Kristoff Krane: Hunting For Father Review
So what is the new Kristoff Krane record Hunting For Father all about? A better question might be, “what isn’t it about?” Throughout the space of the album’s nineteen tracks Krane manages to cover just about everything under the sun. Dreamy, romantic piano pop? That would be “Shari and Chris.” Torch burning campfire folk? Try “Here I am.” Political soapbox song that features Tuvan throat singing and a satirical take on “Proud to be an American?” Head on over to “American Pride” and you can find what you need. Um, how about world’s strangest hidden track that features a sped up record swapping conversation with No Bird Sing’s Eric Blair, a collage of phone messages, and an acoustic jam? Oh, it has one of those too. Ostensibly a hip-hop artist, Krane crams a whole record collection of musical styles into the space of an hour, loosely tying the seams up with familial themes (like the title indicates, patriarchal issues take the main stage) and his sometimes singing/sometimes rapping vocals. Some of the local scene’s top talent also backs Krane up instrumentally, with Jeremy Ylvisaker (Andrew Bird, Alpha Consumer) Mike Lewis (Andre Bird, Happy Apple) and Casey and Graham O’Brien (No Bird Sing) offering up a monumental assortment of compositions.
Though at times Father resembles an ADD-fueled trip down the rabbit hole of musical styles, what holds it together more than anything else is Krane’s poetic gift for lyricism. Whether he’s riffing on the fantastical or mundane, Krane usually finds a way to match his thoughts to verses that resonate. “ResourCenteR” is a perfect example, where Krane outlines his personal resources, building from the mundane (I know where to go to find music to the ears) to the metaphorical (“I’ll invest in my head and cash out in my gut”). Though Krane barrels his way from alternative rock to rap, the lyricism steers a course that is more cohesive than one would imagine. Where the record succeeds the most is where Krane matches his potent songwriting to worthy hooks. Tracks like the Budos Band sampled “K-9 Riddle,” “Brighter Side,” “Inside Out” and “Soh-ya-me-a-say” all stick out as top notch work due to their pairings of uniquely styled tunes to good songcraft. On the flipside, Krane occasionally wanders into angsty territory with tracks like “Rocking Chair” and “My Coffin” tending towards the melodramatic.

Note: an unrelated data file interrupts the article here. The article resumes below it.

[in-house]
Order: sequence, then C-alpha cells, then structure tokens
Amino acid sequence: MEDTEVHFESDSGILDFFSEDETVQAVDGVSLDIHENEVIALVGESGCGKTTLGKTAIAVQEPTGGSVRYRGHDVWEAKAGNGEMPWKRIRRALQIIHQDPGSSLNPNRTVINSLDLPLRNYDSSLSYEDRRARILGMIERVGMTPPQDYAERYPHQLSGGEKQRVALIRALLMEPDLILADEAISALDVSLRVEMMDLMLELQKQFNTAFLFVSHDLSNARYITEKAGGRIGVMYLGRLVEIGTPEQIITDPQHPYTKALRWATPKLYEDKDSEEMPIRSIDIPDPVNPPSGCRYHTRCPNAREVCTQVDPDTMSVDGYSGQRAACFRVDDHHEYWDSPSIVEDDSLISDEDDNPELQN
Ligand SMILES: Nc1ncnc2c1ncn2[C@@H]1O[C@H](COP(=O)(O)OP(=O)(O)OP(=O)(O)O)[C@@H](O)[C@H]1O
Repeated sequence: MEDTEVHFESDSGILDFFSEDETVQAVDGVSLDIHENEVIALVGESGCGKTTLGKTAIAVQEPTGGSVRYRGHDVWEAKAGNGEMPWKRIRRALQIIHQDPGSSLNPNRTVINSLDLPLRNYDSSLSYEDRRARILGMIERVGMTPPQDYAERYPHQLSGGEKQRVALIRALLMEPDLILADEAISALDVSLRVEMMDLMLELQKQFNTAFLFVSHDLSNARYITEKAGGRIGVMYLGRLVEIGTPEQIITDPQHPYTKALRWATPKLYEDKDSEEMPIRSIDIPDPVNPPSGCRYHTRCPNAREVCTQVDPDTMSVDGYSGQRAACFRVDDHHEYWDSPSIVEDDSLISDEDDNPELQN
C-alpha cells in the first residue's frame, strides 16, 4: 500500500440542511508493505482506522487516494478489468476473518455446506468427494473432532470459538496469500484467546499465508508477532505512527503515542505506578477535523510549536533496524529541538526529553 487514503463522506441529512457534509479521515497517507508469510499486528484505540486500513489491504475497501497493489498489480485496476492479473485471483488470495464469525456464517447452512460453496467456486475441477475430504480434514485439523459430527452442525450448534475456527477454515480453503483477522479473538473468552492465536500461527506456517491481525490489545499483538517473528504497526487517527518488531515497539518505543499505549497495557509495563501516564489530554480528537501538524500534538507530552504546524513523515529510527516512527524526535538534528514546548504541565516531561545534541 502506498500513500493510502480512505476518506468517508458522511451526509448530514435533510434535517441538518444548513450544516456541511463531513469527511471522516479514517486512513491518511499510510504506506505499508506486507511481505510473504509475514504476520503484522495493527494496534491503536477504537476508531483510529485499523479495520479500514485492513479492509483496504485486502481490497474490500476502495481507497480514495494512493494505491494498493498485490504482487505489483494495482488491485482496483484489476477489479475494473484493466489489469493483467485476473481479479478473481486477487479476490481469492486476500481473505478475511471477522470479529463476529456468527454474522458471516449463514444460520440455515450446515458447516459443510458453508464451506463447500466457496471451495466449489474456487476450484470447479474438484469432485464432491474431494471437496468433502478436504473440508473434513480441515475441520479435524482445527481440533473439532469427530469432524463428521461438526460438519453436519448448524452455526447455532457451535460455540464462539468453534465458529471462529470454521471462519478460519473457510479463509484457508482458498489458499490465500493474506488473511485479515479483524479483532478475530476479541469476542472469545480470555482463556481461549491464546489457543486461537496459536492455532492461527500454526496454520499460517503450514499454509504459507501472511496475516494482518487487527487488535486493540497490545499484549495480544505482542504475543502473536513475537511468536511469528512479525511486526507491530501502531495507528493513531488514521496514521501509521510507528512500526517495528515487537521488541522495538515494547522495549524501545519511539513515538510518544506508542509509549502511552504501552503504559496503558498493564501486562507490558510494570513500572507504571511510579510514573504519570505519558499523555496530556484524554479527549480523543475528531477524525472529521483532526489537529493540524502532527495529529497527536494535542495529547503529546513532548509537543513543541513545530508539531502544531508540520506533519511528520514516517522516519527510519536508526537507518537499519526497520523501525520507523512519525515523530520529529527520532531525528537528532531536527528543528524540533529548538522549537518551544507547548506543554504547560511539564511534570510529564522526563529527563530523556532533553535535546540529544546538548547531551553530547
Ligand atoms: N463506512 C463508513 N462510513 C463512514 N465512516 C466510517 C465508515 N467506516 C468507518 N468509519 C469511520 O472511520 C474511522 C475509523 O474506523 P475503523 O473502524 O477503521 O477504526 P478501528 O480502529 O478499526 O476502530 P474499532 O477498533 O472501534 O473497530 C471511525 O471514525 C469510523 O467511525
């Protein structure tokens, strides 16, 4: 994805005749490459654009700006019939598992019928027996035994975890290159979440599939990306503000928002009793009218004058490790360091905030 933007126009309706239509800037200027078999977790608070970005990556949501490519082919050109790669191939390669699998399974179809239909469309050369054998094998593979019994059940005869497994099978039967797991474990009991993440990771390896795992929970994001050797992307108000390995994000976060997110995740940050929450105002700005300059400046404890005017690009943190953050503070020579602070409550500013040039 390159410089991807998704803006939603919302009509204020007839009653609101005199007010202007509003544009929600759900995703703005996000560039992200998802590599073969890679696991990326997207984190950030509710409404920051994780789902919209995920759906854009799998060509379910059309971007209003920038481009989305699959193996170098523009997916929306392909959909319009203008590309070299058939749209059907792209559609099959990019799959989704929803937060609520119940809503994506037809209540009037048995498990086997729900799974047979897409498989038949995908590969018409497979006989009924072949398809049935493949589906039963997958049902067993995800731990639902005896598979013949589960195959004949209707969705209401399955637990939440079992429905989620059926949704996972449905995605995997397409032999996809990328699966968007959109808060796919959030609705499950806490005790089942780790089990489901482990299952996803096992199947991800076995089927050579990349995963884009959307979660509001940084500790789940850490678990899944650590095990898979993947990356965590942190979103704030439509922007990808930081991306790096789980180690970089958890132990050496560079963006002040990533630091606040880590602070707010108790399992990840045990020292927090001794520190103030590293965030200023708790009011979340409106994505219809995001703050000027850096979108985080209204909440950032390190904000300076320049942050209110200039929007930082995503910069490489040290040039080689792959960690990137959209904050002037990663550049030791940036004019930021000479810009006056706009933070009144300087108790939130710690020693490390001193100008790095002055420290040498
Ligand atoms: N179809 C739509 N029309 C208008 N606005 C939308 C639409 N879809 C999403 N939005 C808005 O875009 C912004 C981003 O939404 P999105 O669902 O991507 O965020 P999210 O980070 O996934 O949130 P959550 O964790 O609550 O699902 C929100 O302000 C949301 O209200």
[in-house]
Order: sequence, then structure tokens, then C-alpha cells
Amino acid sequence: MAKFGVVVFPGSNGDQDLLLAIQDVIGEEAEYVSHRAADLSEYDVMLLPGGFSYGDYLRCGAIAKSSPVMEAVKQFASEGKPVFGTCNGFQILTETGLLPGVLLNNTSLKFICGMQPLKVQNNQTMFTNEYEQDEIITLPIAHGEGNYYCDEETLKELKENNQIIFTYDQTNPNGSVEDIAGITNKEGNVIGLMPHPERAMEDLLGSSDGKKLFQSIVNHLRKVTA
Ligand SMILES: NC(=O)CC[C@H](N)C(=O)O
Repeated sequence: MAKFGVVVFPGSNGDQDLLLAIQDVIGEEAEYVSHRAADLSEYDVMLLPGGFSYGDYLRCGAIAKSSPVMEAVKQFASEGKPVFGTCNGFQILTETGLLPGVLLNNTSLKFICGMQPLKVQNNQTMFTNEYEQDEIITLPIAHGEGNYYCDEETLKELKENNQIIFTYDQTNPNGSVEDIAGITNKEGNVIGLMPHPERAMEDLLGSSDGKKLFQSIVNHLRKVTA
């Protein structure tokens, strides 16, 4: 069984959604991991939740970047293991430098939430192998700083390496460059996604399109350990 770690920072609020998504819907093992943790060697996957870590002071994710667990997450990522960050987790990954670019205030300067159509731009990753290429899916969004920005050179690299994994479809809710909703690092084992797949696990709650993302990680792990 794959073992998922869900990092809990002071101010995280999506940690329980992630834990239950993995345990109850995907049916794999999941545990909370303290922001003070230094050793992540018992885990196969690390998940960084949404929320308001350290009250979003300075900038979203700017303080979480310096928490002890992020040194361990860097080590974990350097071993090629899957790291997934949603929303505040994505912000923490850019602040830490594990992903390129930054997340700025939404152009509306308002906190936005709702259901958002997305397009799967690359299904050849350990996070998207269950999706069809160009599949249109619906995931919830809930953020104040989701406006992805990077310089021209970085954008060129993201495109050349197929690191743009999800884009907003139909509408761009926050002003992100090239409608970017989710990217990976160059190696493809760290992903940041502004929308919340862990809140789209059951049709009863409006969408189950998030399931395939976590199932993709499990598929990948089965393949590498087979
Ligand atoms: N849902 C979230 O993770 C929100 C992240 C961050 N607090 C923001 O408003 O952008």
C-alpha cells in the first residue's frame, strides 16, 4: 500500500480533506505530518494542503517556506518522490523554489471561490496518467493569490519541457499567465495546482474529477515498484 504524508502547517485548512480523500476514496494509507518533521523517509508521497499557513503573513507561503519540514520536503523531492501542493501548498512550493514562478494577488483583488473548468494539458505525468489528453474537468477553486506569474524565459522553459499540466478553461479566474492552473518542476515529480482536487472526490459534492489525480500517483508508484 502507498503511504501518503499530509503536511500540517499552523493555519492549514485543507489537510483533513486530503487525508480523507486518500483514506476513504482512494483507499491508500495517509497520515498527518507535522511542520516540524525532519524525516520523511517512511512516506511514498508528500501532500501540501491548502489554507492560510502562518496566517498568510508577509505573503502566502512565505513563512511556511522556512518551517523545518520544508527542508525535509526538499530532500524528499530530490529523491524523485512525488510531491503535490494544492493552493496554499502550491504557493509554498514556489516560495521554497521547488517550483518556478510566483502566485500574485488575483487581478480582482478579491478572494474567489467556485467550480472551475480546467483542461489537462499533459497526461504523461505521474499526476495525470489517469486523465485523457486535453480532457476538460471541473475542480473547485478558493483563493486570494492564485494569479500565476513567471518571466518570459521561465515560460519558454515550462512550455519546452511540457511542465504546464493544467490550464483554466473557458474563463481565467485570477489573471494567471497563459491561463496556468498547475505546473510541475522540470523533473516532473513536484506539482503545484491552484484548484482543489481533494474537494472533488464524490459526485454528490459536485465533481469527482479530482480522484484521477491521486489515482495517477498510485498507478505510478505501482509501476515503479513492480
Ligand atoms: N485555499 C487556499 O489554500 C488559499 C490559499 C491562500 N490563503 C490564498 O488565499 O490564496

Still, angsty, angry, sad or afraid – Krane’s wide emotional coverage does fit with the record’s sprawling aesthetic. The stories of hope, pain, and uncertainty have a certain nuance, a human quality to them that necessitates a bit of mania, since who amongst us can claim to have never felt fucked up and misunderstood? And that complex affection fits Father’s chaotic musical style perfectly – much more so than those emo kids who whine about being misunderstood and yet produce music simple enough to understand (and dismiss) at a glance. Krane doesn’t do that at all – his pain, his joy, his humor and his fears are all there on display. They aren’t tidied up in neat little boxes though. Rather they are all over the place; a mess that doesn’t always make sense but one that can be pieced together into a compex portrait by sifting through the snatches of dialogue and glimpses of truth.
— Jon Behm
Hunting For Father available for purchase here
Kristoff Krane: Myspace